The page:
If you are one of those fortunate souls who, in an age of needless bloodshed, environmental catastrophe and economic meltdown, stubbornly persists in believing the world is a generally swell place, this is the book for you.
Its 'creator' and editor David Elliot Cohen is best known as the co-founder of the immensely popular Day in the Life series, which sought to shed light on the soul of his native America and other countries through a marriage of striking photography and prose. Here, Cohen has kicked the concept up a notch, inviting dozens of heavy-hitting photojournalists, expert commentators and other writers to contribute chapters on the issues that trouble them most, resulting in a kind of enormous grab-bag of human depravation and social ills.
The aim, Cohen admits frankly in the introduction, is not just to make the reader think, but to 'react with outrage ... and create an uproar'.
That What Matters is a different animal to most photo-essay volumes is apparent from the first few pages, which begin with some historic - and morbid - images of child factory workers and war dead. The unusual nature of the book raises questions: should it be judged as a work of photography, literature, activism or all three? If a picture is worth a thousand words, what are a picture AND a thousand words worth? And finally, are there any good reasons for readers to subject themselves to more than 300 pages of all that has gone wrong with civilisation, in vivid, despair-inducing colour? Whatever the answers, these essays depict a reality that must be seen and has too often remained on the periphery of the media's vision.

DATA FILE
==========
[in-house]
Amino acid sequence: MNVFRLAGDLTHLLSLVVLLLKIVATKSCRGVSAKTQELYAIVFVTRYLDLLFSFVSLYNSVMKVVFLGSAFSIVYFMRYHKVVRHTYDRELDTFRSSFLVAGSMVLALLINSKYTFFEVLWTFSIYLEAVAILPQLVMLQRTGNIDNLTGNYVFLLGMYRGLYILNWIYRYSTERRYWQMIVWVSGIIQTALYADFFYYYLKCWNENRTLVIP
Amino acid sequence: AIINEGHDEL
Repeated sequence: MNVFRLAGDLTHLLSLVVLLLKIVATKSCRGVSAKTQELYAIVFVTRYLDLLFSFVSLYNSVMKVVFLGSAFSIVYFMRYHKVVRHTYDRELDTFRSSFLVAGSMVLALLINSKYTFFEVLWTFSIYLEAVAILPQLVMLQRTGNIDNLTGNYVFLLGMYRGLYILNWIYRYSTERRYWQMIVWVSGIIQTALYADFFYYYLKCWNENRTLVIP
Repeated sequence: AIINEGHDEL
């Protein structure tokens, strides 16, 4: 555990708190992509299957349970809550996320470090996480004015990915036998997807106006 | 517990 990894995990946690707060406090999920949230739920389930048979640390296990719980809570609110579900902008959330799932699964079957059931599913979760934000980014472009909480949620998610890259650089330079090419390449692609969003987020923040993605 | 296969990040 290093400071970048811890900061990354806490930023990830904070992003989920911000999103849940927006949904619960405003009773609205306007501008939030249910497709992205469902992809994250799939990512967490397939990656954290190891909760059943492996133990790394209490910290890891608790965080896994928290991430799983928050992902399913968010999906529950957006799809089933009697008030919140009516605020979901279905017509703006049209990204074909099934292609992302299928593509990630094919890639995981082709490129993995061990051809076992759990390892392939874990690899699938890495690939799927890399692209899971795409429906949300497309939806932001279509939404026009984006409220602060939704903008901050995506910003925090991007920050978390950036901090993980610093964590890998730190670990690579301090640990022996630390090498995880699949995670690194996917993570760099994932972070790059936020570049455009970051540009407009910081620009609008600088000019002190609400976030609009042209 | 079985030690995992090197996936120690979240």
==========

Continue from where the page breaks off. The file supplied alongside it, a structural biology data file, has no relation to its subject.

Many of these images will burn themselves into the reader's consciousness, either because of the immediate tragedy of the subjects - a chemical-blackened three-year-old sitting on a window ledge in a factory in which she works in Bangladesh, for example - or the unspeakable horror that they suggest, as in the picture of an evacuated kindergarten near Chernobyl filled with ghostly, abandoned dolls.
Others, however, fall flat, like the surprisingly standard-looking urban panoramas from Gary Braasch that are supposed to depict the evils of climate change. One could also take issue with the chosen subjects: why is the US-Mexican border more deserving of coverage than the hundreds of other crossings that see far more refugee traffic and deaths?
The words fare less well than the pictures, almost always ignoring the images they frame and couching crises in general terms, relying heavily on statistics and rather trite calls to arms. Economist and philanthropist Jeffrey Sachs suggests 'strengthening the UN' and adopting a 'plan of action' would help reduce global poverty. Does he really think no one has tried?
There are exceptions, such as Salon writer-at-large Gary Kamiya's masterful slice of prose on media coverage and images of Iraq's American war dead. But in the end it is largely left to the pictures to tell the tales - a job they do admirably.